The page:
Nov 30, 2015
Five two-bedroom apartments, newly refurbished and interior designed, and a spectacular three bedroom triplex, were recently snapped up in the Fountain House block in Mayfair. Located on the ultra-desirable Park Lane, overlooking Hyde Park, the prime properties were priced from £2,250 per week.
With apartments priced at more than £5,000 a week, the block is considered to contain London’s most expensive student accommodation. Rather than sharing halls, international students have expressed a preference for private accommodation.
London’s property prices have been the subject of much debate, and around 80% of inquiries about properties continue to come in from non-UK investors. Let’s look at what it is about London that makes it so attractive around the world.
For international students, London offers a bounty of top universities – more than 40 in total. They can choose from the likes of art and media colleges like Central St Martins, London College of Fashion and Goldsmith’s. King’s College is a relative stone’s throw away from St. Paul’s and Waterloo – as is the London School of Economics. That’s before mentioning the likes of SOAS and UCL. The cachet of a degree from an English university can open doors back home, or anywhere in the UK and worldwide.
It’s easy to arrive in London from somewhere like the Caribbean, east or South Asia or the Middle East and find a place to feel right at home, given that nearly 40% of London’s population were born outside of the UK.
Historically a city made up of smaller villages, London’s districts have each kept a distinctive feel. The look and feel of Mayfair is going to be very different to that of Hoxton – and one easy way to experience this is to pick an Underground route, like the Victoria Line, and take in the sights at either end, stopping off at central points like Oxford Street and Victoria.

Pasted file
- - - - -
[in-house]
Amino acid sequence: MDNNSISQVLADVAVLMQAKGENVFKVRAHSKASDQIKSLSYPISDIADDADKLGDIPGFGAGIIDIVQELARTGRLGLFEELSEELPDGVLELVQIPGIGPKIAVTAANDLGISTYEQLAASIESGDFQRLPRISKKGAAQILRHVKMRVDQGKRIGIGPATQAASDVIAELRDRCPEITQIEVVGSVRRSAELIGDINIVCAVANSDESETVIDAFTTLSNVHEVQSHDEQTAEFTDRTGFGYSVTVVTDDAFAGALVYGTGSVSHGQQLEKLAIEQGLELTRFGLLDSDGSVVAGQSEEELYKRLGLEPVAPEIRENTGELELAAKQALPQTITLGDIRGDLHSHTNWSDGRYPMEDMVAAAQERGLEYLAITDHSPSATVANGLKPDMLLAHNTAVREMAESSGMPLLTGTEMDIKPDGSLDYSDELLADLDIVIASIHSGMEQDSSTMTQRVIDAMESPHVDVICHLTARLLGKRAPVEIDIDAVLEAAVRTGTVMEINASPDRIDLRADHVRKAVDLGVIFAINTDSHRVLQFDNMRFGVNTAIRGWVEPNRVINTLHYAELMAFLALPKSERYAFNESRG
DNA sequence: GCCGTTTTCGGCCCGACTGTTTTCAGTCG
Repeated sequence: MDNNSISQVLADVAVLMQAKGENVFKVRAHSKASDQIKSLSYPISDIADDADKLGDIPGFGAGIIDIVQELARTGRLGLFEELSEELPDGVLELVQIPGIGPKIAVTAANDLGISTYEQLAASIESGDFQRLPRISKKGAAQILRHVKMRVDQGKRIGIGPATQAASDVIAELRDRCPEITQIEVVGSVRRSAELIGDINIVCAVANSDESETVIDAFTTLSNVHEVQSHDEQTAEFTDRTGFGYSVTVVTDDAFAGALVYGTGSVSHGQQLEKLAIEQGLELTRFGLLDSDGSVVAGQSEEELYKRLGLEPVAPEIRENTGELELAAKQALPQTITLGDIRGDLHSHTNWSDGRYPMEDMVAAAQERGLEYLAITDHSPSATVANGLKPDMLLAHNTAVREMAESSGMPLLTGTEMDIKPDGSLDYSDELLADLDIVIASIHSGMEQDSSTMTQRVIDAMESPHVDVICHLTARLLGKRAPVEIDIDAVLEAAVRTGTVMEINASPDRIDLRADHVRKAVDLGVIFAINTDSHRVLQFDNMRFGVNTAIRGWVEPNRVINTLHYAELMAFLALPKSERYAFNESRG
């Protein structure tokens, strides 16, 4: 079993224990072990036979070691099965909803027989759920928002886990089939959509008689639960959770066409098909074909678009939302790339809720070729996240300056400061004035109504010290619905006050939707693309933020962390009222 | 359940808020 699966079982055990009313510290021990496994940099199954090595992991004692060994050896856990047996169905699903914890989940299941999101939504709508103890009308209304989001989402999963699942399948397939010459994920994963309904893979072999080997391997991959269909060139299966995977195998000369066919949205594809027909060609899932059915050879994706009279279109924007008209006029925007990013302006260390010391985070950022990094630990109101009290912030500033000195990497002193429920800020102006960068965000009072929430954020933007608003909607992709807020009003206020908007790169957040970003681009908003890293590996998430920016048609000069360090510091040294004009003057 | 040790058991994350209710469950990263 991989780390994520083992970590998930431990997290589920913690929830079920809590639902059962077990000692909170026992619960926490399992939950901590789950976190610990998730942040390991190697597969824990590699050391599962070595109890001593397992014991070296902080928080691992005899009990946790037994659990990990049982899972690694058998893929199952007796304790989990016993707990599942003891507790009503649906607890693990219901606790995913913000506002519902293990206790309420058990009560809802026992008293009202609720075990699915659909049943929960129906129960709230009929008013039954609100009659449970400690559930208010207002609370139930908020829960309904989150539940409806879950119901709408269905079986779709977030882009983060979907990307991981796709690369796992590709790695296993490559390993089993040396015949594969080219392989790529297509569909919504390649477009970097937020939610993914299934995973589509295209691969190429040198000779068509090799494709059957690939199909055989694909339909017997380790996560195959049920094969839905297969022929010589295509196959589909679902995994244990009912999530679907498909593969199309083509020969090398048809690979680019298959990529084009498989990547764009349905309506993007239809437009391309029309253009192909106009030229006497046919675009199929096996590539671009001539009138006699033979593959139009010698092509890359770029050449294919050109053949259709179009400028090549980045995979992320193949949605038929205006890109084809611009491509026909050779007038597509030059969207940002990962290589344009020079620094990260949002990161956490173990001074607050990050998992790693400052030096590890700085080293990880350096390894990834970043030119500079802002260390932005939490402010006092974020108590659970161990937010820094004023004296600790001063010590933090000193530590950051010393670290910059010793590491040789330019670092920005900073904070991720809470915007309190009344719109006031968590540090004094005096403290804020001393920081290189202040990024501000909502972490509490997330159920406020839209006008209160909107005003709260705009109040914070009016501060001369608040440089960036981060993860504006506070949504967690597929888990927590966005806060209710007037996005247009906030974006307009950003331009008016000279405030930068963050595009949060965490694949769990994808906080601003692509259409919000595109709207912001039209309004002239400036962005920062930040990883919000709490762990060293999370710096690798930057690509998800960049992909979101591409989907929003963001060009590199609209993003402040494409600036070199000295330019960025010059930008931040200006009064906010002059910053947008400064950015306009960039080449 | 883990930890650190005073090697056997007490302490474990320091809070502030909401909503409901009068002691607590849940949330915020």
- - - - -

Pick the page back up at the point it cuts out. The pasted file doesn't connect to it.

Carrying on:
Being where the action is
Choosing a central location such as Mayfair, or at least being close to all the necessary local amenities outside of travel zones 1 and 2, is a top priority. A generous budget doesn’t make London smaller or easier to navigate for students (or anyone), so selecting an area with good transport links – that’s also close to their chosen university and gives ready access to nightlife – is hugely important.
The transport links from London to the wider world are unrivalled in the UK. St. Pancras offers a gateway to Paris and beyond via the Eurostar, while east London’s City Airport brings Europe that bit closer with short-haul flights to and fro. Of course, Heathrow and Gatwick are easily reached if not just by Tube, then by rail from Victoria. Little wonder that London is popular with European tour groups.
London is packed with sports and leisure venues (with the Olympics of 2012 giving a record-breaking boost to tourist numbers), a whole district dedicated to theatre (the West End or ‘Theatreland’), plus multiple museums and historic sites.
Post-graduation, London is considered to have the edge over ‘cooler’ cities like Berlin when it comes to work. Polls have suggested that London is one of the most popular cities in the world to work, and if a student is renting a property rather than buying, they have the added flexibility to launch themselves on the world stage and move about as they wish.
With all of that on the doorstep, is it any wonder domestic and international students make London their destination of choice?